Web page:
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How dynamic leaders retain top talent and future-proof their teams

Really smart people don’t just demand intellectual engagement — they need the opportunity to learn and create something special.
A group of people sitting around a table in a conference room, strategizing on how to retain talent.
Daniel Faro / Death to Stock
Key Takeaways
  • In many businesses, judgment can depend less on algorithms and quantitative analysis, and more on people.
  • An effective way to mitigate the risks concerning people is to grow talent — but insularity can also be risky.
  • New blood brings in different perspectives, and talent management requires a careful strategy of diversity, listening and reverse-mentoring.
Excerpted from CONNECTING TO THE FUTURE: A Blueprint for Dynamic Leadership. Copyright © 2023, Mohammed Alardhi. Reproduced by permission of Simon Element, an imprint of Simon & Schuster. All rights reserved.

In 2022, Investcorp celebrated its fortieth anniversary. The question on everyone’s mind was: How can we ensure that we’ll be around for another forty years? 

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Our business is all about measuring and managing risk. Many people assume that “risk” means external risks: a pandemic, a recession, or a geopolitical crisis. Certainly, we’ve seen all three over the past three years. All of them burst upon us with little or no warning. 

You can’t predict when life will throw you a curve ball. What you can do is prepare for how you will respond—because the only certainty is that external factors magnify and amplify internal issues. That means identifying and remediating internal risks. 

People are the biggest risk in our business. Despite all the talk about algorithms and quantitative analysis, investment management is, at heart, a judgment business; and judgment depends on people. They are not just our most important asset, they are our only asset. Losing people in key positions is a risk. Putting people into positions where they don’t work out is a risk. Hiring the wrong people is a risk.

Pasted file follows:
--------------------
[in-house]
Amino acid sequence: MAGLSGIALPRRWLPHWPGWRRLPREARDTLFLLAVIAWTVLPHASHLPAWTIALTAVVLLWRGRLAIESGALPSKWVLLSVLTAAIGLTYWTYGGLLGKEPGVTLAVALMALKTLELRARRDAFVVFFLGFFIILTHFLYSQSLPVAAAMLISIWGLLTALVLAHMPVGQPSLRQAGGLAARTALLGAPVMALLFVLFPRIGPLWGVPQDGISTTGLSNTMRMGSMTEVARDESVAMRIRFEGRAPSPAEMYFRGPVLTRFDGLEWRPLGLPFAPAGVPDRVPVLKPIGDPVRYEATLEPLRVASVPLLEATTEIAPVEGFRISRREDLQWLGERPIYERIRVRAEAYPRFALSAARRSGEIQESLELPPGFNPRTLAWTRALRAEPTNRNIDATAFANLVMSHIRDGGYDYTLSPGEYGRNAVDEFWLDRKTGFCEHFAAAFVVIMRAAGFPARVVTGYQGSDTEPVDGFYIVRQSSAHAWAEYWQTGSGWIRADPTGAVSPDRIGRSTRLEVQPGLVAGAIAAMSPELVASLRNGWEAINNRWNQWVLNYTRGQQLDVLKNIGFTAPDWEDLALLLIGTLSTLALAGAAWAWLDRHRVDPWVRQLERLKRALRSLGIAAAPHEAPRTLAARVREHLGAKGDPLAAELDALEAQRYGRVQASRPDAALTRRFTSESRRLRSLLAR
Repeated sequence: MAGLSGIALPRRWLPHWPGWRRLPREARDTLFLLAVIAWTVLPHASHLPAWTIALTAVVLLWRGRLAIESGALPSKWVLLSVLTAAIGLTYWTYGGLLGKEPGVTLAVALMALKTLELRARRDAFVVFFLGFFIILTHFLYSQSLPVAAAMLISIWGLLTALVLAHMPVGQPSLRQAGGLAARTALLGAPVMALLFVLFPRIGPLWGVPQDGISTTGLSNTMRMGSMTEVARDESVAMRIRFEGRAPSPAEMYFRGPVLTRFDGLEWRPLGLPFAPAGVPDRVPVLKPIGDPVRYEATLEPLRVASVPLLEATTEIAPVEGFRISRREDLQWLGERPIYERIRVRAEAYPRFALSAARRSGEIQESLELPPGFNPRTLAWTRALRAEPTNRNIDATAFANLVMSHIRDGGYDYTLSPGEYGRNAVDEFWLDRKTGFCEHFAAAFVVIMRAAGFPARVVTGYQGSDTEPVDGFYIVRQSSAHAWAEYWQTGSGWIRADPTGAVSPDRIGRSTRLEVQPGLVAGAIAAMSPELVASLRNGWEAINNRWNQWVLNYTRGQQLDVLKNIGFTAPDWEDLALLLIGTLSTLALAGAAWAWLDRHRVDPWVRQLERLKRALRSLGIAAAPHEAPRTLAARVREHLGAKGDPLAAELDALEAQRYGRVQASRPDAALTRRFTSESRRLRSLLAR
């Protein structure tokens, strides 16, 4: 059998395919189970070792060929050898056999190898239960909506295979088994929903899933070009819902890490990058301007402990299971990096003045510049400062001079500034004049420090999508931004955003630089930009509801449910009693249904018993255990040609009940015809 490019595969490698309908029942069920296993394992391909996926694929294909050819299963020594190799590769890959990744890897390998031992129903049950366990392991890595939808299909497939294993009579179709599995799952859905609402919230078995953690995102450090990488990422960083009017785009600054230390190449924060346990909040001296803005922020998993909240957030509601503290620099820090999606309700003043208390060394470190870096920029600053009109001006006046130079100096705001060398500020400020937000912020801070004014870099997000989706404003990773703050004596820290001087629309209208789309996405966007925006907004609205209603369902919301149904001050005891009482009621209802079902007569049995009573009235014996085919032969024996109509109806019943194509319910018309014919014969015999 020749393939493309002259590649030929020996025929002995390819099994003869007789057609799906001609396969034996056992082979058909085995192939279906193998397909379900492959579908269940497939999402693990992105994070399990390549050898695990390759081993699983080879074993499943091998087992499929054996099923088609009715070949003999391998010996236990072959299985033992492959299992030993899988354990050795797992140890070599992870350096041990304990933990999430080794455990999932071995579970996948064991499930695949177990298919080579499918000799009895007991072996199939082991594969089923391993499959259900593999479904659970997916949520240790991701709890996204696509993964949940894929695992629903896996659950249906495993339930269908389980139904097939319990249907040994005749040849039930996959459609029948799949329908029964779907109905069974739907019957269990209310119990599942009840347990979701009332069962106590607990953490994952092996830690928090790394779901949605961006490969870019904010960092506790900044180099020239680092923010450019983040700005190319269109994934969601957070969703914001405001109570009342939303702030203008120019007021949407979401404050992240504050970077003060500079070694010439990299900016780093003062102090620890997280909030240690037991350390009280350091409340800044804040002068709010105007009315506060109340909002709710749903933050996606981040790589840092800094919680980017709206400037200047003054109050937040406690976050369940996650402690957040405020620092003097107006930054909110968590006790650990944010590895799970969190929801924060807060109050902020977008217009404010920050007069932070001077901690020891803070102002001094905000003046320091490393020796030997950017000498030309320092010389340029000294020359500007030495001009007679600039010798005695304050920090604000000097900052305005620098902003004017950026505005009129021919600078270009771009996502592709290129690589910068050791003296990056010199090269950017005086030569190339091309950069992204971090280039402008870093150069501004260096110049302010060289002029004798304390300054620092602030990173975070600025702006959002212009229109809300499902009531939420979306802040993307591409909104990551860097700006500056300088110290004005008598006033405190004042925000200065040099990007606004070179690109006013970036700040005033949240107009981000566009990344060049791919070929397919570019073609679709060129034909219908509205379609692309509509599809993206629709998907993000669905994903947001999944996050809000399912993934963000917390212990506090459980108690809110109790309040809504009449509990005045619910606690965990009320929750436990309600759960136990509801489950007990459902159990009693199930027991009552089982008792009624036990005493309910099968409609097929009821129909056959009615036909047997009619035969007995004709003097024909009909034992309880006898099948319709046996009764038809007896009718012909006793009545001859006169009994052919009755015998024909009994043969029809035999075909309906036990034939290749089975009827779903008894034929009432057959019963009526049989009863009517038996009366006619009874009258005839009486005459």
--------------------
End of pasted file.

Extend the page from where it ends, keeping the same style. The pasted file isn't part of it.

One way we have tried to mitigate the risks concerning people is by growing our own talent. Most of the senior people at Investcorp today grew up in the firm and are steeped in its culture. They exemplify our principles and demonstrate the possibilities associated with a career here. But we’ve also seen—and not too long ago—how insularity can be a risk. It can lead to bias, to blind spots, to a “not-invented-here” syndrome of settling into habitual ways of seeing things and doing things—and of dismissing ideas from outside. 

That’s why we need a combination of people from a variety of backgrounds. If our homegrown talent serves as the firm’s spine, new people are the muscles that give us the strength and flexibility to try new things. We need new blood to challenge ourselves and bring in different perspectives. 

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Because this is a people business, we have to attract world-class talent or else it will be impossible to become world-class investors. I will say, though, that while we always want to upgrade our talent, we want to do it the right way. Stars and “rainmakers” aren’t part of our culture. We can’t afford the risk that they will arouse envy and demotivate their colleagues. 

How can we become a talent magnet? In this industry, top performers and high-potential talent are typically driven by financial compensation and accelerated career progression. I’m not going to discuss the former here, but I can certainly attest to the latter. Fortunately, this is one area in which Investcorp stands out because of how we approach career development. 

Really smart people don’t just demand intellectual engagement; they need the opportunity to learn and add value to themselves as individuals. They want to do things they haven’t done before, preferably in a collaborative and respectful culture. There’s a bonus if they can help build something that’s bigger than themselves. That’s a common denominator, whether they’re recent university graduates or people with years of experience. 

We’re looking for junior people who want to explore a world of possibilities. And we’re looking for senior people like Jan Erik Back and Pete Rommeney, both of whom were content enough at their previous companies but were getting a bit bored. “To see a firm that really wanted to go somewhere and to be part of that journey was something that really attracted me,” was how Jan Erik put it. “Investcorp presented a firm with global aspirations that combined a forty-year track record of success with an entrepreneurial mindset,” said Pete. “It was a unique opportunity that I couldn’t find anywhere else.”